by Drew Bittner
Basically: In Derry, Maine, there’s a cycle to history. Every 27 years, something awful happens… and in the summer of 1989, that time comes around again.
Georgie Denbrough (Jackson Robert Scott) asks his older brother Bill (Jaeden Lieberher) to make him a paper sailboat. Bill does, but cannot go out in the rain with Georgie; he’s sick and has to stay in bed. Georgie takes his boat out… and soon loses it down a sewer grate. Peering inside, he meets a clown (Bill Skarsgard) who offers him his toy boat. He just has to reach out for it.
Georgie is never found.
Neither are a number of kids. Derry has a problem with people going missing, says new kid and perennial victim Ben Hanscom (Jeremy Ray Taylor). Bill won’t let it go and urges his friends Richie Tozier (Finn Wolfhard), Eddie Kasprak (Jack Dylan Grazer) and Stan Uris (Wyatt Oleff) to help him search the sewers for Georgie. Along the way they team up with Mike Hanlon (Chosen Jacobs) and Beverly Marsh (Sophia Lillis). They are brutalized by Henry Bowers (Nicholas Hamilton) and his friends, but they still manage to have some fun (like their trip to a local water-filled quarry).
As they dig into the mystery of the town, they find a horror that repeats itself, but nobody in town seems to notice… or care. Kids are beaten up by bullies and adults drive by; kids are desperate for adult help or kindness and find nothing.
Because there’s something deeply wrong about Derry. And one face of it is Pennywise the Dancing Clown.
As each kid discovers the horrific clown in turn, they realize that there is no way to hide, no way to run. They have to face it, whatever it takes.
This new version of “IT” takes some liberties with Stephen King’s novel, but that’s for the best. Andy Muschietti, working from a script by Chase Palmer, Gary Dauberman, and Cary Fukunaga (who was originally set to direct), updates the early portion of the story to 1988 from the 1950s, making the kids more contemporary for a modern audience. He also changes the manifestations of horror that confront the kids, keeping readers of the book guessing. The directorial style is also far more in the vein of contemporary horror, with jump scares a-plenty. Those familiar with the visual language of horror films will know where to expect bad things to happen–and they won’t be wrong–but the way it’s done is still artful.
Bill Skarsgard makes the role of Pennywise his own, creating a persona distinct from the work of Tim Curry in the 1990 TV adaptation. His eyes dart and gleam with feral malice, while he purrs each line, wheedling and whining, until he is ready to pounce. It’s a terrific performance, making every on-screen appearance instantly terrifying. He fits well with an atmosphere Muschietti creates, where the entire town is rotten beneath its sun-drenched surface. Pennywise is everywhere and nowhere, so that each fresh discovery of the hideous clown only adds to the nightmare. The town is rancid with fear, anger and hatred. One striking bit: It’s telling that at no time does a parent tell his or her child “I love you.”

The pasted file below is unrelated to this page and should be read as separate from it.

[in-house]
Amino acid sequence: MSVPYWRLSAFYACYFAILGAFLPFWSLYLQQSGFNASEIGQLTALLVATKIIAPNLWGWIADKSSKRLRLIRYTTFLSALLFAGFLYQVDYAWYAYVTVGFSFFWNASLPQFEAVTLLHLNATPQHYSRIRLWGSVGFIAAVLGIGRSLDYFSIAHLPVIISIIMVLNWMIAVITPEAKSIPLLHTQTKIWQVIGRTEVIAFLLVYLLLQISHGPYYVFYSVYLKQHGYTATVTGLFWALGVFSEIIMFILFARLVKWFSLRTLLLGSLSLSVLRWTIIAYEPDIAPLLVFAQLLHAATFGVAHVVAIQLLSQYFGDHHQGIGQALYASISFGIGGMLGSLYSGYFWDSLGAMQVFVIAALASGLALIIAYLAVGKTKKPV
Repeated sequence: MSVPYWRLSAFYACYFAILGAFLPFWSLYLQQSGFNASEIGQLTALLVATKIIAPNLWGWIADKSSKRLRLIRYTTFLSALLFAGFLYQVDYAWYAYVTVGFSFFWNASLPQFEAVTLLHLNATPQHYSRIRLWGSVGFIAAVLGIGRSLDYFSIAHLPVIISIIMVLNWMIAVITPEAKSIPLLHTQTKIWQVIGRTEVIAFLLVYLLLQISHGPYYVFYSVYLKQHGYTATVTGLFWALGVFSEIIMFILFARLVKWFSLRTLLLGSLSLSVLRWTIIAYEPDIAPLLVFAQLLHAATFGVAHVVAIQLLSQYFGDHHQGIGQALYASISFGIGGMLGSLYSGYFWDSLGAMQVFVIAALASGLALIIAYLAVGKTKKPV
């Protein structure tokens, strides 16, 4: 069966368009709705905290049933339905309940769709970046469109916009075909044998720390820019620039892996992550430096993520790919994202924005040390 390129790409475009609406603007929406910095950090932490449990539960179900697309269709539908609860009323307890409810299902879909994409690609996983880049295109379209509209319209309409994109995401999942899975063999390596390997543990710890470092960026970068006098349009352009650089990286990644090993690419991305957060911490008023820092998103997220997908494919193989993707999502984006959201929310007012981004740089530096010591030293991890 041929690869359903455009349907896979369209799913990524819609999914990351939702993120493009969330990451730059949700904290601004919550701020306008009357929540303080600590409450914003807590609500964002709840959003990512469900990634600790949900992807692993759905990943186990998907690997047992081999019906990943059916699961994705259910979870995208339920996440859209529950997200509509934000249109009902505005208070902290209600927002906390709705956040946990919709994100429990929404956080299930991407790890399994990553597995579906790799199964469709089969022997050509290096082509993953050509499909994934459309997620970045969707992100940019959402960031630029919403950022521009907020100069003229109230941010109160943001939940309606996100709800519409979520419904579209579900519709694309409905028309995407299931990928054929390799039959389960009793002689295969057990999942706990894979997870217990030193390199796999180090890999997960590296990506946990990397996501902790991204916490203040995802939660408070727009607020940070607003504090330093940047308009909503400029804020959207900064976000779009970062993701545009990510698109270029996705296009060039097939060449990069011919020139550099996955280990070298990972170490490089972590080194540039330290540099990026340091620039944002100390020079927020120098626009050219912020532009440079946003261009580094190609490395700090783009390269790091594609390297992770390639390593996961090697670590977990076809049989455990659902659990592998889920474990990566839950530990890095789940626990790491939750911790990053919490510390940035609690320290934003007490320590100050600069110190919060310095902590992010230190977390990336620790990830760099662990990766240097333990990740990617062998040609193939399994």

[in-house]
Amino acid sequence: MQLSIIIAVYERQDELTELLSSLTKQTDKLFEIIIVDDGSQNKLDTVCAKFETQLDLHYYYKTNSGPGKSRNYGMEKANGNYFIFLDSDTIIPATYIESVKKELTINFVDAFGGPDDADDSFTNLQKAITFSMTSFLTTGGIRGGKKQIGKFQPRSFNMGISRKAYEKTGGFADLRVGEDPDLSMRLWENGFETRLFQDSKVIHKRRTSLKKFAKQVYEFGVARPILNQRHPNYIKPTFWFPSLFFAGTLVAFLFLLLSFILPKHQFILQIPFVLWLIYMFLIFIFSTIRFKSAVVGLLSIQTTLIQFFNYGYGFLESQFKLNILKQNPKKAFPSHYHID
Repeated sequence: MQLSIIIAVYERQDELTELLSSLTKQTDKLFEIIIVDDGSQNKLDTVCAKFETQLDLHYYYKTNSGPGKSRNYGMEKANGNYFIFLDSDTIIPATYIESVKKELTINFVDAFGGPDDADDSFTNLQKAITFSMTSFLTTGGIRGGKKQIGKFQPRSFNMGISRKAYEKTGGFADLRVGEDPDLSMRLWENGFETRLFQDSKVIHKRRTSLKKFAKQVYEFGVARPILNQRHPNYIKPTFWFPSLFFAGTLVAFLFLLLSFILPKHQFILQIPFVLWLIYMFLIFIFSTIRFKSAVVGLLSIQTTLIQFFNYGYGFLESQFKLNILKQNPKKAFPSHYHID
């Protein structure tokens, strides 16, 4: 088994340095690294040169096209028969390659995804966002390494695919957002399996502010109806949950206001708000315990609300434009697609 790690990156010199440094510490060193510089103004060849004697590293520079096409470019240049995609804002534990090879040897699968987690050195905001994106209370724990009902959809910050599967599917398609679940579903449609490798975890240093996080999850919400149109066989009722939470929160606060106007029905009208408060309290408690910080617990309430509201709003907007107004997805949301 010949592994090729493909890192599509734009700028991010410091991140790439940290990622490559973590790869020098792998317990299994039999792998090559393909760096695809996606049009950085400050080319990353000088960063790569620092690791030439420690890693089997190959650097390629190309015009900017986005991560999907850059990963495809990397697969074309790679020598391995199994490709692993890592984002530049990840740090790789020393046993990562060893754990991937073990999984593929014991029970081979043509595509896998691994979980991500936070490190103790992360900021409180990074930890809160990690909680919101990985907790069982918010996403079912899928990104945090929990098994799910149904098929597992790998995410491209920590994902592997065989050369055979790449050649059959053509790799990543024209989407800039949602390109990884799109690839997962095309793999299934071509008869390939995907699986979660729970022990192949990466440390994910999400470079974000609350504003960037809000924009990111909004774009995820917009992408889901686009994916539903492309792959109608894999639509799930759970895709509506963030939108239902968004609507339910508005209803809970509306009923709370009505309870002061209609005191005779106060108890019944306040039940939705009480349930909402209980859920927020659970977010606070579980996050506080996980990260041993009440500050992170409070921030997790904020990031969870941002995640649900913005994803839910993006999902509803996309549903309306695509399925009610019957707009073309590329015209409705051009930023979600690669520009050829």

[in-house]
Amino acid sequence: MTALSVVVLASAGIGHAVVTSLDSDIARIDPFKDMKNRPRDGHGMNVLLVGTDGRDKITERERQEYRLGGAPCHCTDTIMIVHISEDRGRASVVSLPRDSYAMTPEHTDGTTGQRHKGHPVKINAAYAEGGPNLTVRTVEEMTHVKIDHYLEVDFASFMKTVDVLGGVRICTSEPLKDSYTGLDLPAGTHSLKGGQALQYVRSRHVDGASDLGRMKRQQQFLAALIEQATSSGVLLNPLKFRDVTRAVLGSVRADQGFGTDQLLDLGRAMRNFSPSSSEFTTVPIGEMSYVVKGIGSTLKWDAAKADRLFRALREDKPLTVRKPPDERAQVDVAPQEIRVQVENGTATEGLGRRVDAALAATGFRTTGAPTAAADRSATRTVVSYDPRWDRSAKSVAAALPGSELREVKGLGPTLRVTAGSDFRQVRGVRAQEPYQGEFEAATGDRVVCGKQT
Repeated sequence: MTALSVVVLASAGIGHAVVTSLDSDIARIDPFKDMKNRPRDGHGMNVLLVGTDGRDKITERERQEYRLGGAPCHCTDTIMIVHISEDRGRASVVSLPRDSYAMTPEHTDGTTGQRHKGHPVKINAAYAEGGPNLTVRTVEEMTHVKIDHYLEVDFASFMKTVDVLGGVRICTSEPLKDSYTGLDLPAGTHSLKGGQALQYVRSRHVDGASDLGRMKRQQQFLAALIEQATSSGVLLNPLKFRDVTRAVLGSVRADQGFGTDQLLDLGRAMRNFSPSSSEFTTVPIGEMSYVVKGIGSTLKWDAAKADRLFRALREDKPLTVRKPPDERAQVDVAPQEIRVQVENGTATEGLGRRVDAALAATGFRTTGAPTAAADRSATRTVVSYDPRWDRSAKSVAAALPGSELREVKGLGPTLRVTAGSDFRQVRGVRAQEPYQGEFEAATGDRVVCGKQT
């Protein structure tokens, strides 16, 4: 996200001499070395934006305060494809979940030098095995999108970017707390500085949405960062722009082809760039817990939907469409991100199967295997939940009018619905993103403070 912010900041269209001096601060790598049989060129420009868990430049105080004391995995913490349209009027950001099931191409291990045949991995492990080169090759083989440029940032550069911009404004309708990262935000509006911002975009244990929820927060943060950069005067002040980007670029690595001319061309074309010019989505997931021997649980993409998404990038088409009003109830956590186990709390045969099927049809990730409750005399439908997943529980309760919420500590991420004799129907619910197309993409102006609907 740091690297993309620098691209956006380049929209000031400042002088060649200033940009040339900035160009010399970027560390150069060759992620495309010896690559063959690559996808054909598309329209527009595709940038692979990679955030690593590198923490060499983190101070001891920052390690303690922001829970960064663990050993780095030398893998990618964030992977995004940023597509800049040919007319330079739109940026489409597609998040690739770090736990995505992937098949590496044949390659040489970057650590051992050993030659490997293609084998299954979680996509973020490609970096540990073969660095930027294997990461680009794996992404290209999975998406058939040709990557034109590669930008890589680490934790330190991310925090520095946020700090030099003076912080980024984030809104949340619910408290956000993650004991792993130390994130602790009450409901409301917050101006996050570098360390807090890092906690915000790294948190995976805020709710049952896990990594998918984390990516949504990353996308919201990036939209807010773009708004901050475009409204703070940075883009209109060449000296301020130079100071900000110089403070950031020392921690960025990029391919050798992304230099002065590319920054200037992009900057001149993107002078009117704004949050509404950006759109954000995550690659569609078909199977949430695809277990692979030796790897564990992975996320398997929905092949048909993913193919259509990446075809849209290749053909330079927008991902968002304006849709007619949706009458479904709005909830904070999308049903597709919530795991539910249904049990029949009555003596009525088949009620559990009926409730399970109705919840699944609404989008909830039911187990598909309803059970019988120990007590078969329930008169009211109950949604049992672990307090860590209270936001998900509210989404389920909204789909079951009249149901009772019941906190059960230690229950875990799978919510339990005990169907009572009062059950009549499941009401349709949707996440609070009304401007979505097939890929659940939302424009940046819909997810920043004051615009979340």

The young actors, called The Losers, in this movie have some real heavy lifting to do. Jaeden Lieberher shoulders the role of Bill, who’s the leader of the group and the one most determined to destroy It. He does a great job managing the highs and lows of this story arc, suffering at the disappearance (and possible return) of Georgie, and struggling with his feelings for Beverly. As Beverly, Sophia Lillis is amazing. Her Beverly is traumatized by a deeply disturbed father (who asks if she’s still “his little girl”) and bullied by the mean girls at school; Miss Lillis makes all of this visceral—an emotional gut-punch—and her encounter with Pennywise is perhaps the most horrifying of all The Losers. Miss Lillis, mark my words, will be a star.
Finn Wolfhard has the distinction of going from Stranger Things (a Stephen King pastiche) to a Stephen King adaptation. He’s engaging, a firehose of crude humor, put-downs and insults that keep things light. He also has the single best line in the movie. Jeremy Ray Taylor invests the chubby, schlubby Ben with deep heart, while Wyatt Oleff deftly delivers a Stan who wears his fear on his sleeve. Jack Dylan Grazer’s Eddie is a slave to his mother’s overprotective obsession, and his breaking free is exhilarating. And Nicholas Hamilton portrays a Henry Bowers who is every childhood bully rolled into one, filled with raging psychopathy. For a young guy, he delivers the terror and does a terrific job of it.
Did I mention something happens every 27 years? It’s been 27 years since IT was last adapted. Think about that.
In the end: Closing with the words CHAPTER ONE across the logo, this movie is poised to terrify a new generation of kids who didn’t see the earlier movie.